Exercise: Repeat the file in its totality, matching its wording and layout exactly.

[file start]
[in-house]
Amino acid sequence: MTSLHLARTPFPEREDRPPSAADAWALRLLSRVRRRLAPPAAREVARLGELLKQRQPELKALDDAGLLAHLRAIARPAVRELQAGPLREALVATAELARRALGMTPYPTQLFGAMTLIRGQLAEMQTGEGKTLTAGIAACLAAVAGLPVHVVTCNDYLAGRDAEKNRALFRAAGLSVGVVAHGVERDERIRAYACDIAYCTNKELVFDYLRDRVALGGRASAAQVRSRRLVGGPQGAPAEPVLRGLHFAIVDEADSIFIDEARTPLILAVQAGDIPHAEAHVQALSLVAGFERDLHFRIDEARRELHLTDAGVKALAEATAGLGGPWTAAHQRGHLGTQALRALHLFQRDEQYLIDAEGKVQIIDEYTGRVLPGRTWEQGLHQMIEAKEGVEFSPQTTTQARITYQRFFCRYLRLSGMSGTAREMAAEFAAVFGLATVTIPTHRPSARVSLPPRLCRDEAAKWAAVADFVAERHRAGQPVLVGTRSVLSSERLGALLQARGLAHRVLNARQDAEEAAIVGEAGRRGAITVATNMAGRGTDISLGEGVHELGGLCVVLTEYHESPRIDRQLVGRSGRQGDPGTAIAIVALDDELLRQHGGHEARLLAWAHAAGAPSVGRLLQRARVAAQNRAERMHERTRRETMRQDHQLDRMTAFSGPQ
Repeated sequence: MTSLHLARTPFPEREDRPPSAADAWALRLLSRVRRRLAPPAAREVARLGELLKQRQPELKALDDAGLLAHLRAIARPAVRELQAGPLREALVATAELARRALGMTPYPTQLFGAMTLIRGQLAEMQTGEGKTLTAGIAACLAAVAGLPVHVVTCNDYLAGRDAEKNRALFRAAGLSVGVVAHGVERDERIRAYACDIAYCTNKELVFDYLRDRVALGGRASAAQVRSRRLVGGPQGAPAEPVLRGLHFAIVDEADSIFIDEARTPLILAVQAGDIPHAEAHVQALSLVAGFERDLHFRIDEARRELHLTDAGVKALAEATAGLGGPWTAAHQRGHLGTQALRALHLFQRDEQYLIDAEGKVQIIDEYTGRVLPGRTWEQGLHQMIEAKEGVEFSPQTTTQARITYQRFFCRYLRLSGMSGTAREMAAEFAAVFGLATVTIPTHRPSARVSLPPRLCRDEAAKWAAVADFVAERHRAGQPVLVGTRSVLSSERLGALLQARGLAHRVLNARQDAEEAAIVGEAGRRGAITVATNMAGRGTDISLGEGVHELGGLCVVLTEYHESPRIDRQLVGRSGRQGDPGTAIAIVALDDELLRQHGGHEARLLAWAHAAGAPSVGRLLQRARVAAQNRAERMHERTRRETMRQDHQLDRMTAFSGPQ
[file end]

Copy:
[in-house]
Amino acid sequence: MTSLHLARTPFPEREDRPPSAADAWALRLLSRVRRRLAPPAAREVARLGELLKQRQPELKALDDAGLLAHLRAIARPAVRELQAGPLREALVATAELARRALGMTPYPTQLFGAMTLIRGQLAEMQTGEGKTLTAGIAACLAAVAGLPVHVVTCNDYLAGRDAEKNRALFRAAGLSVGVVAHGVERDERIRAYACDIAYCTNKELVFDYLRDRVALGGRASAAQVRSRRLVGGPQGAPAEPVLRGLHFAIVDEADSIFIDEARTPLILAVQAGDIPHAEAHVQALSLVAGFERDLHFRIDEARRELHLTDAGVKALAEATAGLGGPWTAAHQRGHLGTQALRALHLFQRDEQYLIDAEGKVQIIDEYTGRVLPGRTWEQGLHQMIEAKEGVEFSPQTTTQARITYQRFFCRYLRLSGMSGTAREMAAEFAAVFGLATVTIPTHRPSARVSLPPRLCRDEAAKWAAVADFVAERHRAGQPVLVGTRSVLSSERLGALLQARGLAHRVLNARQDAEEAAIVGEAGRRGAITVATNMAGRGTDISLGEGVHELGGLCVVLTEYHESPRIDRQLVGRSGRQGDPGTAIAIVALDDELLRQHGGHEARLLAWAHAAGAPSVGRLLQRARVAAQNRAERMHERTRRETMRQDHQLDRMTAFSGPQ
Repeated sequence: MTSLHLARTPFPEREDRPPSAADAWALRLLSRVRRRLAPPAAREVARLGELLKQRQPELKALDDAGLLAHLRAIARPAVRELQAGPLREALVATAELARRALGMTPYPTQLFGAMTLIRGQLAEMQTGEGKTLTAGIAACLAAVAGLPVHVVTCNDYLAGRDAEKNRALFRAAGLSVGVVAHGVERDERIRAYACDIAYCTNKELVFDYLRDRVALGGRASAAQVRSRRLVGGPQGAPAEPVLRGLHFAIVDEADSIFIDEARTPLILAVQAGDIPHAEAHVQALSLVAGFERDLHFRIDEARRELHLTDAGVKALAEATAGLGGPWTAAHQRGHLGTQALRALHLFQRDEQYLIDAEGKVQIIDEYTGRVLPGRTWEQGLHQMIEAKEGVEFSPQTTTQARITYQRFFCRYLRLSGMSGTAREMAAEFAAVFGLATVTIPTHRPSARVSLPPRLCRDEAAKWAAVADFVAERHRAGQPVLVGTRSVLSSERLGALLQARGLAHRVLNARQDAEEAAIVGEAGRRGAITVATNMAGRGTDISLGEGVHELGGLCVVLTEYHESPRIDRQLVGRSGRQGDPGTAIAIVALDDELLRQHGGHEARLLAWAHAAGAPSVGRLLQRARVAAQNRAERMHERTRRETMRQDHQLDRMTAFSGPQ